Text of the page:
An element of siege mentality had become a part of the culture, and it carried over into their American lives: neighborhoods like the Avenues in North Tonawanda, or Hamtramck in Detroit, or the Fruit Belt in Buffalo were insular, close-knit, and almost entirely Polish.  Staying together and separate was a means of self-preservation; you never knew when the policemen or the soldiers would come pounding on your door.

Couple this siege mentality with America's nativist tendencies and the disregard for immigrants expressed by even learned men like Professor Wilson, and you have the perfect conditions for a culture war.  The immigrant Poles, long denied the right to express their patriotism and their religious faith in public, were given to proud displays of the national colors of red and white, and of Our Lady of Czestochowa, the icon supposedly painted by Saint Luke and revered as the Queen and Protector of the Polish people.  Outsiders interpreted these displays as strange and threatening and somehow un-American, complaints strikingly similar to those leveled against Mexican immigrants today.  

Rochester, New York, 1920 -- Dressed in traditional Polish costumes for the "Homelands Exposition"

 Wichita Falls, Texas, 2009: Dancing in a Fiestas Patiras celebration

Poland's "Queen and Protector", and Mexico's Virgen de Guadalupe, "The Empress of the Americas"

This distrust was deepened in 1901, when a mentally disturbed Polish-American named Leon Czolgosz (who, contrary to myth, was actually born in the United States, albeit to Polish immigrant parents), shot and killed President William McKinley at the Pan-American Exposition in Buffalo. 

Czolgosz's affliliation with anarchist groups led to speculation that the Polish community was a Fifth Column in the body politic, secretly organizing a terroristic overthrow of the American way of life. (Compare this to anti-Islamist sentiment in the weeks after September 11th.  A recent Pew Research Center poll shows that roughly half -- 46 percent -- of America believed that Islam encourages violence, and has an unfavorable view of the religion.  For you Mormons out there who are nodding your heads in agreement with those assessments, be warned: the same survey showed that 49 percent of those surveyed have an unfavorable view of Mormonism, and the worst thing we've ever perpetuated on the American public is Glenn Beck.  Imagine what they'd think of us if some lunatic Mormon blew something up...) 

Leon Czolgosz and September 11th terrorist Mohammed Atta: Crazed extremists, or the voices of their people?     

A homeland bound by a century of government-sanctioned oppression.  A trans-oceanic emigration, for the privilege of working at bone-grinding manual labor.  Distrust and outright mistreatment in your new homeland. This was the life of the the Polish immigrant.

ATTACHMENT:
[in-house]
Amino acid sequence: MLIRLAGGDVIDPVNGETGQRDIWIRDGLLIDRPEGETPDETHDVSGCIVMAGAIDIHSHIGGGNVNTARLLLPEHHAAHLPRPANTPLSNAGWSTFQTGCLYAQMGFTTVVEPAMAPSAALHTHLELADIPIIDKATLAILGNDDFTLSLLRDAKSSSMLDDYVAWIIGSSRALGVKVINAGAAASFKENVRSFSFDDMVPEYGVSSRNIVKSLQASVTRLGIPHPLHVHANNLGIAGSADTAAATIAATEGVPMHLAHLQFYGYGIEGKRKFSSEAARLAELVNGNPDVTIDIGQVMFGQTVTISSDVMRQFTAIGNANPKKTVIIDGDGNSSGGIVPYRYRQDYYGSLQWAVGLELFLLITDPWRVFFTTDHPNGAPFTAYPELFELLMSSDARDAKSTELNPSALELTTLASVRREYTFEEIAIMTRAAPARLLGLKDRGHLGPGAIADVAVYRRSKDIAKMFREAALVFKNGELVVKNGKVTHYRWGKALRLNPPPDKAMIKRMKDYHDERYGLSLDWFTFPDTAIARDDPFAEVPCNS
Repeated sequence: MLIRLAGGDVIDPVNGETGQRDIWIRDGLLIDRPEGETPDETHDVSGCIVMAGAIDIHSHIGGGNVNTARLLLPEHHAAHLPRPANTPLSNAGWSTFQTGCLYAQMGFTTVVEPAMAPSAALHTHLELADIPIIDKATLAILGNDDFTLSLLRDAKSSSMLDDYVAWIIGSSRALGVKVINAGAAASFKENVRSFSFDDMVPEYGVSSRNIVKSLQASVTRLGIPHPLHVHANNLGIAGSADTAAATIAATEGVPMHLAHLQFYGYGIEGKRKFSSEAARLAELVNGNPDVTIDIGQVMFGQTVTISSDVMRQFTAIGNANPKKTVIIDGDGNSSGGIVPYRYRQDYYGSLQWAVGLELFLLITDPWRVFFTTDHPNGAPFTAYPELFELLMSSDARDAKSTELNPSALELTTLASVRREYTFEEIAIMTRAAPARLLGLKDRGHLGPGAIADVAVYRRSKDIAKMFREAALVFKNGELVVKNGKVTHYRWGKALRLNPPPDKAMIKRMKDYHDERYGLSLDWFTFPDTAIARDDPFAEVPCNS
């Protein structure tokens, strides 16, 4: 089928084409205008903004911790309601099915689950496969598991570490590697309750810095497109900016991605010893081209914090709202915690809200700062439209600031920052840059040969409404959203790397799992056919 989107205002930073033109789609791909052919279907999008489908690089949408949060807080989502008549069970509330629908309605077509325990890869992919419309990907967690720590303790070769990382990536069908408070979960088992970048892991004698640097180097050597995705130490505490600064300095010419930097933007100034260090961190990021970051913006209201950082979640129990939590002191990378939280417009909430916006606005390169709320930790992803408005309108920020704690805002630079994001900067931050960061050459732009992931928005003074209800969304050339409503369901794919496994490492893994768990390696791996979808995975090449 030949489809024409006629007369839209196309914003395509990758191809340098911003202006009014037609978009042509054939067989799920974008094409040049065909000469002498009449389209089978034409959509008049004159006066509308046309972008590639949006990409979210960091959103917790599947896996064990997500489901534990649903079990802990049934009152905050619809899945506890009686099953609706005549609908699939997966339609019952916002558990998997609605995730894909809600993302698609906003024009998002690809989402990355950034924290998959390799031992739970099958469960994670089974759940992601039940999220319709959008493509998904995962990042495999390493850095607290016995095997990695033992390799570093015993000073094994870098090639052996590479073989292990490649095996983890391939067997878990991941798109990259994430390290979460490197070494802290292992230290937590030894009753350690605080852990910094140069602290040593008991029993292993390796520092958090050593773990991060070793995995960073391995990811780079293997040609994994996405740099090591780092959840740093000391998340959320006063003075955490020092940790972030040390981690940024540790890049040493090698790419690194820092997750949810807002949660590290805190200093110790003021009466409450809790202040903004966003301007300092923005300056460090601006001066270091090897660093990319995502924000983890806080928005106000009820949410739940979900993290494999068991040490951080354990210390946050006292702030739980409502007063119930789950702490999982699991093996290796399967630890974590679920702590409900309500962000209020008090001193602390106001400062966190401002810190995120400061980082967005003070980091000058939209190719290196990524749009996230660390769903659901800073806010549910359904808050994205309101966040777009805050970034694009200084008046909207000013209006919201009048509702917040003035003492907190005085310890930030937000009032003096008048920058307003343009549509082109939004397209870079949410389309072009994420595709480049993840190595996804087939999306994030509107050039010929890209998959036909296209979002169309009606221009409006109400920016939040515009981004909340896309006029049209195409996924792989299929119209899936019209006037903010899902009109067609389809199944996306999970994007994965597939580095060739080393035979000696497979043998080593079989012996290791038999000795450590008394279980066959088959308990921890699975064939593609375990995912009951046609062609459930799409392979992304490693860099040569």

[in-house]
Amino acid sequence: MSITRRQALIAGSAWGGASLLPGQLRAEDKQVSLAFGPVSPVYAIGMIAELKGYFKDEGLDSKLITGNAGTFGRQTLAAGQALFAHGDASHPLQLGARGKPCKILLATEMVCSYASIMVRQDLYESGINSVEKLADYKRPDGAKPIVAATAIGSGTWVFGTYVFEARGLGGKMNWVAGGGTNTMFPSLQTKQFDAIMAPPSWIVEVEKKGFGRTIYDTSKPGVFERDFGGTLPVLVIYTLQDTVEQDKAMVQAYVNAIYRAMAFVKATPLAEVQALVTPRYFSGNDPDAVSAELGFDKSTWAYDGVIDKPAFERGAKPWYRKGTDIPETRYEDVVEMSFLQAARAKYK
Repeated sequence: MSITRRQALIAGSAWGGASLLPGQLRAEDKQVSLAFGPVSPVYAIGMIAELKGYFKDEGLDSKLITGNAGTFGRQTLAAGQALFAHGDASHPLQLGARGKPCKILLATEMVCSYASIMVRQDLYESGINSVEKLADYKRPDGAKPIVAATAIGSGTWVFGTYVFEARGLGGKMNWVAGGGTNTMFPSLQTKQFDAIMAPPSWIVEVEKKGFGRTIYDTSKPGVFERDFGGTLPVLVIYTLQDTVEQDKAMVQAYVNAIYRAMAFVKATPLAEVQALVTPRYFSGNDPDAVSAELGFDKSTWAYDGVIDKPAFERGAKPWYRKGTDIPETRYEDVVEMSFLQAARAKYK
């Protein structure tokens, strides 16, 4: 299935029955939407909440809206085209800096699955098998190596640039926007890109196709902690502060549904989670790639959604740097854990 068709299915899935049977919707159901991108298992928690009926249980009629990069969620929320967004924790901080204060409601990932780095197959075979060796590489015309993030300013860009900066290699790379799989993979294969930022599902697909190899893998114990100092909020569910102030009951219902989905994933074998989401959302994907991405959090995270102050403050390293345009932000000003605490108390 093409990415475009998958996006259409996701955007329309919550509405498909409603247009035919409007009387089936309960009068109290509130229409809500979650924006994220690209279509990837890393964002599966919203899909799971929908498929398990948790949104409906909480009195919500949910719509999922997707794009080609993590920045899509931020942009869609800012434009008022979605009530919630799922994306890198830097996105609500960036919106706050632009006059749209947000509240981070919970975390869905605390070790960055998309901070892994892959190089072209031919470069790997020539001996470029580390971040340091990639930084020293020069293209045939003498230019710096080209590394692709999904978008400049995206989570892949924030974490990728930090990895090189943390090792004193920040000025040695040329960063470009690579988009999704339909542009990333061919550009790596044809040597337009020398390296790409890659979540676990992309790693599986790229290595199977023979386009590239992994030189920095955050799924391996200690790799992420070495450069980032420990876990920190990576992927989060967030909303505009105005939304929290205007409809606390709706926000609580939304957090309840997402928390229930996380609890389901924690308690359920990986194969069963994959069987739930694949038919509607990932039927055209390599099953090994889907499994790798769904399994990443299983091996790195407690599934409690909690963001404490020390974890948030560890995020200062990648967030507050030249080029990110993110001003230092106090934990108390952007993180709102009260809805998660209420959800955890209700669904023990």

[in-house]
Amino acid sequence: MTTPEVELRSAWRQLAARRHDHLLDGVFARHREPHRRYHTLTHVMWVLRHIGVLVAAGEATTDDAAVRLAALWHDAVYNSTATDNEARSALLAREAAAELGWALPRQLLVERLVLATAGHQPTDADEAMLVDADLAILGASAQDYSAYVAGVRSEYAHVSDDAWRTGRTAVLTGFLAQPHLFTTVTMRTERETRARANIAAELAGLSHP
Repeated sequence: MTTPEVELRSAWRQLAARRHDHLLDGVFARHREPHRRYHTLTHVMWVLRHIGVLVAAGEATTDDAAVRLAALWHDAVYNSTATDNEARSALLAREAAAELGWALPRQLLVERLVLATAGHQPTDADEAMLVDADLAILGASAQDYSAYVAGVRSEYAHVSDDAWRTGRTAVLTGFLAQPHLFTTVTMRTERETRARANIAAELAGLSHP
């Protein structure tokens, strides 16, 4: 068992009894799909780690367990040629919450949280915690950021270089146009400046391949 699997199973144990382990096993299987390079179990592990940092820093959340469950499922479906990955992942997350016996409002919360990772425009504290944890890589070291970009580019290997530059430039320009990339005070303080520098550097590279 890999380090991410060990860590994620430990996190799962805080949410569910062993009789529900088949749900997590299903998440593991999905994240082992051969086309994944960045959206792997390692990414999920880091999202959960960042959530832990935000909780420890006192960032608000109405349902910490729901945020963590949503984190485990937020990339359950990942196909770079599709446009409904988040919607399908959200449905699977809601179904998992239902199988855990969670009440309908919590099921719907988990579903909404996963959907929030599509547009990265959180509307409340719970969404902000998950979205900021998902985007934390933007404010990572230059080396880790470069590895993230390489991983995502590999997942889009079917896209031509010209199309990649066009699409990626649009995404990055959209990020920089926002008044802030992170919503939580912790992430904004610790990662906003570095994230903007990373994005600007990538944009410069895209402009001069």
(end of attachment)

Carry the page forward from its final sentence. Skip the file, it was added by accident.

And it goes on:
All of that makes this document remarkable:

This is Walter Siedlecki's United States draft registration card.  On 5 June 1918, he presented himself to his local draft board, ready, willing, and able to take up arms in defense of the United States.

There are a few really interesting pieces of information here.  First, it's noteworthy that he uses the Anglicized name Walter, not his native Waclaw, indicating if not a desire to become fully Americanized, at least a recognition of the need to appear American.  Second, he lists his birthplace as "Swoalki, Russia, Poland," which is significant. "Swoalki" is probably a misspelling of Suwalki, a large, surprisingly lovely industrial town in the northeast corner of Poland, close to the Lithuanian border.  This would have been in the Russian-controlled part of divided Poland, which makes his insistence that he was born in "Russia, Poland" a poignant and powerful declaration of identity, a sign that he and his family had not been willing to assimilate into the oppressor's culture.  Prior to partition, Poland had briefly entered into a union with Lithuania, and Suwalki was a major point of commerce within the union.  After partition, Suwalki continued to be a link between the oppressed Poles and the equally oppressed Lithuanians.  The Siedleckis surely had contacts in Lithuania.  He lists his employment as Buffalo Bolt, the company that employed nearly everyone in the Avenues (in another interesting contemporary parallel, my work as a Mormon bishop put me in contact with dozens of African refugees.  An amazing number of them worked at the huge Goodman air conditioner plant in west Houston.  If you own a Goodman, I guarantee that at least part of it was assembled by Liberian or Sierra Leonean or Nigerian workers).

Walter lists his next of kin as his brother, Anthony.  Anthony Siedlecki is my grandfather.  In June 1918, he would have just turned six years old.  Why would Walter list a child as his next of kin?  My guess is that Anthony was the only person in the household who spoke English, or who spoke it well enough to communicate with outsiders.  This is consistent with the immigrant experience today: the parents may not speak English, but their school-age children do.

Walter's number did not come up; he never served in the United States military.  A few months after he registered for the draft, a new opportunity arose, an opportunity to participate in the liberation of his homeland.  By the early part of 1919, Walter was marching across defeated Germany, one of 23,000 American volunteers marching under the crimson and white banner of the Polish republic, marching to unify a partitioned nation.

Sorry to go all Paul Harvey on you, but next time, I'll give you The Rest of the Story....and I'll say nary a word about Bose radios or "ocular nutrition tablets" or the soft, cool comfort of Jerzees cotton tee-shirts.................Good Day!